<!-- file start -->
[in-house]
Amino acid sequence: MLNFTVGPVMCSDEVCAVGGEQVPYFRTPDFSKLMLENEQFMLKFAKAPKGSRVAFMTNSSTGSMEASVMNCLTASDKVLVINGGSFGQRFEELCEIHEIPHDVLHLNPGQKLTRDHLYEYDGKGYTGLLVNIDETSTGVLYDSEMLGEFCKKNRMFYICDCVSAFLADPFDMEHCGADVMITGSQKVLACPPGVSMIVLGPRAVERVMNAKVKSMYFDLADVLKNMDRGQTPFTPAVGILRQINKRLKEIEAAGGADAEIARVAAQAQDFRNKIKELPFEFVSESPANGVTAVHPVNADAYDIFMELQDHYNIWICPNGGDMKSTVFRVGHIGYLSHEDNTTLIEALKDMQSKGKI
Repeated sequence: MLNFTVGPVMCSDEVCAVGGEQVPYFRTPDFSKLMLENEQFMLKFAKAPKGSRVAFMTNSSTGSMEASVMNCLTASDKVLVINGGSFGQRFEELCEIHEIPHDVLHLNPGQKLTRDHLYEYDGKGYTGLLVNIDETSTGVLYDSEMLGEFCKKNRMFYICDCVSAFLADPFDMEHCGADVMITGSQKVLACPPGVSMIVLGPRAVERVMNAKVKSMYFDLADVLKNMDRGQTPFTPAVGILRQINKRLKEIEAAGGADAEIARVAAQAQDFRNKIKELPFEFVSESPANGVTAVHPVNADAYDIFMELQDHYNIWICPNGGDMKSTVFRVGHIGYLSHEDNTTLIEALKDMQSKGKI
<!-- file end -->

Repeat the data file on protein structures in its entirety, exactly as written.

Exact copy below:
[in-house]
Amino acid sequence: MLNFTVGPVMCSDEVCAVGGEQVPYFRTPDFSKLMLENEQFMLKFAKAPKGSRVAFMTNSSTGSMEASVMNCLTASDKVLVINGGSFGQRFEELCEIHEIPHDVLHLNPGQKLTRDHLYEYDGKGYTGLLVNIDETSTGVLYDSEMLGEFCKKNRMFYICDCVSAFLADPFDMEHCGADVMITGSQKVLACPPGVSMIVLGPRAVERVMNAKVKSMYFDLADVLKNMDRGQTPFTPAVGILRQINKRLKEIEAAGGADAEIARVAAQAQDFRNKIKELPFEFVSESPANGVTAVHPVNADAYDIFMELQDHYNIWICPNGGDMKSTVFRVGHIGYLSHEDNTTLIEALKDMQSKGKI
Repeated sequence: MLNFTVGPVMCSDEVCAVGGEQVPYFRTPDFSKLMLENEQFMLKFAKAPKGSRVAFMTNSSTGSMEASVMNCLTASDKVLVINGGSFGQRFEELCEIHEIPHDVLHLNPGQKLTRDHLYEYDGKGYTGLLVNIDETSTGVLYDSEMLGEFCKKNRMFYICDCVSAFLADPFDMEHCGADVMITGSQKVLACPPGVSMIVLGPRAVERVMNAKVKSMYFDLADVLKNMDRGQTPFTPAVGILRQINKRLKEIEAAGGADAEIARVAAQAQDFRNKIKELPFEFVSESPANGVTAVHPVNADAYDIFMELQDHYNIWICPNGGDMKSTVFRVGHIGYLSHEDNTTLIEALKDMQSKGKI